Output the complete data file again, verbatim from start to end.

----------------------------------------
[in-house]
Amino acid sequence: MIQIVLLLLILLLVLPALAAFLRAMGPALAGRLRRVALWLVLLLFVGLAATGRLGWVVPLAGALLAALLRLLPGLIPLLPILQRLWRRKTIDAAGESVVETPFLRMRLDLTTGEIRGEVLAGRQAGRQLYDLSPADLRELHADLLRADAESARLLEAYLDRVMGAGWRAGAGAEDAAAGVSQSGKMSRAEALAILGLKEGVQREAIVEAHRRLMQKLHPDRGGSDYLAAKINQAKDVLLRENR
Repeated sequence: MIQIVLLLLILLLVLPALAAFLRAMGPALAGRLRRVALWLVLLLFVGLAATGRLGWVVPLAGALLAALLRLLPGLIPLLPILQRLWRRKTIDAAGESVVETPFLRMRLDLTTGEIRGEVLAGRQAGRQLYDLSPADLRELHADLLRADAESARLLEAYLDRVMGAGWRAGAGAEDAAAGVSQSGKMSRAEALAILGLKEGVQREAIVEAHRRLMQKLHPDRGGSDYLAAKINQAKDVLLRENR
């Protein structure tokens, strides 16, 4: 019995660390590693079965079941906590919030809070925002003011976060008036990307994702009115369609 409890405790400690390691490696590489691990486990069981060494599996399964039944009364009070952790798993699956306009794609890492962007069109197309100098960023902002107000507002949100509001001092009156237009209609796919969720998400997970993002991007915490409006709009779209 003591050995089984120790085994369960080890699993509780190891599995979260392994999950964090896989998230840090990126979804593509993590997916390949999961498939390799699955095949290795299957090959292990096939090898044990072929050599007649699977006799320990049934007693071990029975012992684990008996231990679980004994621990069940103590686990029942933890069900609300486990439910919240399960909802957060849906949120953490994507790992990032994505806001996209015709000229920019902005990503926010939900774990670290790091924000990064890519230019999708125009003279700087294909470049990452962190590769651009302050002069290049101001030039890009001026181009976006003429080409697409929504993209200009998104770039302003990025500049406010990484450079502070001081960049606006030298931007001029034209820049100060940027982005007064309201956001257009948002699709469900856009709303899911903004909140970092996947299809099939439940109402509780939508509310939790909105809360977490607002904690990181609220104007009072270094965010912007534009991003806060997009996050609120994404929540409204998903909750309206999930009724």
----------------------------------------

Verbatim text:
[in-house]
Amino acid sequence: MIQIVLLLLILLLVLPALAAFLRAMGPALAGRLRRVALWLVLLLFVGLAATGRLGWVVPLAGALLAALLRLLPGLIPLLPILQRLWRRKTIDAAGESVVETPFLRMRLDLTTGEIRGEVLAGRQAGRQLYDLSPADLRELHADLLRADAESARLLEAYLDRVMGAGWRAGAGAEDAAAGVSQSGKMSRAEALAILGLKEGVQREAIVEAHRRLMQKLHPDRGGSDYLAAKINQAKDVLLRENR
Repeated sequence: MIQIVLLLLILLLVLPALAAFLRAMGPALAGRLRRVALWLVLLLFVGLAATGRLGWVVPLAGALLAALLRLLPGLIPLLPILQRLWRRKTIDAAGESVVETPFLRMRLDLTTGEIRGEVLAGRQAGRQLYDLSPADLRELHADLLRADAESARLLEAYLDRVMGAGWRAGAGAEDAAAGVSQSGKMSRAEALAILGLKEGVQREAIVEAHRRLMQKLHPDRGGSDYLAAKINQAKDVLLRENR
């Protein structure tokens, strides 16, 4: 019995660390590693079965079941906590919030809070925002003011976060008036990307994702009115369609 409890405790400690390691490696590489691990486990069981060494599996399964039944009364009070952790798993699956306009794609890492962007069109197309100098960023902002107000507002949100509001001092009156237009209609796919969720998400997970993002991007915490409006709009779209 003591050995089984120790085994369960080890699993509780190891599995979260392994999950964090896989998230840090990126979804593509993590997916390949999961498939390799699955095949290795299957090959292990096939090898044990072929050599007649699977006799320990049934007693071990029975012992684990008996231990679980004994621990069940103590686990029942933890069900609300486990439910919240399960909802957060849906949120953490994507790992990032994505806001996209015709000229920019902005990503926010939900774990670290790091924000990064890519230019999708125009003279700087294909470049990452962190590769651009302050002069290049101001030039890009001026181009976006003429080409697409929504993209200009998104770039302003990025500049406010990484450079502070001081960049606006030298931007001029034209820049100060940027982005007064309201956001257009948002699709469900856009709303899911903004909140970092996947299809099939439940109402509780939508509310939790909105809360977490607002904690990181609220104007009072270094965010912007534009991003806060997009996050609120994404929540409204998903909750309206999930009724």